4. Does music help you or distract you while you are writing? If you like to listen to music while you write, what is a favorite selection?
I don’t generally listen to music as I write. However, once in a while I’ll slip in a CD, but it is something simple and soothing, like “Sounds of the Forest” or “Rain” or “Sounds of Nature.”
5. Who is your favorite author? Can you name a favorite book?
One of my favorite authors is Maeve Binchy. I just love her writing, you get really involved in her characters and just fall in love with them. There’s a goodness about her books. She writes about Ireland and its just so interesting. I just finished Minding Frankie, which is good. Glass Lake is really amazing, as is Firefly Summer. I’ve read everything she’s written.
6. How long did it take to write Gaze Into Heaven?
I’d have to guess, because as I mentioned above, it was a on again, off again sort of thing for a while. But I’d estimate it took me nine months. And I LOVED every minute!
7. How did you learn to write?
Learning how to write is an ongoing process. I started in elementary school, did more writing in junior high, and so on. I’ve spent countless hours on manuscripts that were never published, but which helped me improve my writing. I have a bookshelf full of books on writing and every weekday morning, I try to read 2-4 pages. I underline, then later, type up my notes, and save them in a master binder so I can look them over now and then.
I also try to pay attention when I read and when I like something in a book, I think about it and try to figure out why it worked and how I might be able to get it to work for me in my own writing. I also attend writer’s conferences to learn more about the craft of writing. Anyone can write—as long as they are willing to work, work, and work on it.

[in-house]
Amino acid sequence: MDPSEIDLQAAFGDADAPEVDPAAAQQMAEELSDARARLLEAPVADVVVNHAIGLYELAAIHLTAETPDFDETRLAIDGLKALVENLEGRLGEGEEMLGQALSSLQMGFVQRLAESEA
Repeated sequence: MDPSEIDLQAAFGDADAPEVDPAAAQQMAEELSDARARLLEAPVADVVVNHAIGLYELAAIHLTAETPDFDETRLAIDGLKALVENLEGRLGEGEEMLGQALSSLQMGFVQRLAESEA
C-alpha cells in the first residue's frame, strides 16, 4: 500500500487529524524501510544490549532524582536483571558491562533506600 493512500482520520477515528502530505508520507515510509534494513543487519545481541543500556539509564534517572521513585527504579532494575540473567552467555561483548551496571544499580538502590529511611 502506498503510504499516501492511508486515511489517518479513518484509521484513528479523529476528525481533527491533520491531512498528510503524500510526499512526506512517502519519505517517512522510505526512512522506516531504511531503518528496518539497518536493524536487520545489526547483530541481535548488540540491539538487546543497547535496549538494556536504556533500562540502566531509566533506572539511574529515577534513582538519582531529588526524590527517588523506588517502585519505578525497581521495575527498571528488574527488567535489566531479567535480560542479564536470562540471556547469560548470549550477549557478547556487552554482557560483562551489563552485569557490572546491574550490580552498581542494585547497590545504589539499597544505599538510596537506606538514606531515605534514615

8. What is the funnest thing about being an author? The most frustrating thing?
The greatest thing about being an author is simply being able to sit down and write. I’m very fortunate to be able to have my husband support my “habit.” I love to write. Sometimes I want to pull out my hair, but the feeling soon passes. I just feel driven to write. Many authors will tell you the same thing—they have this deep inner desire to write. Maybe I’m an addict! So, it’s a joy to simply be able to write and when I polish and revise and am able to put things down just right, there is a real thrill and satisfaction.
I think the most frustrating thing is the first draft. It’s difficult to get the rough draft down. The first step in writing is to come up with an idea, the next step is to plot out the story line, which I enjoy. There’s a sense of satisfaction in getting a solid foundation down. But the first draft is almost torture. It seems that I can write nothing but garbage. I know you have to get something down before you can revise, so I grind my way through it. Then comes revision, which is like taking a stone and polishing it until it sparkles. I go through the manuscript between 6-12 times before I’m satisfied.
Marlene’s book can be purchased at:
as well as the physical locations for Deseret Book and Seagull Book.
Comments Off on author interview: Marlene Sullivan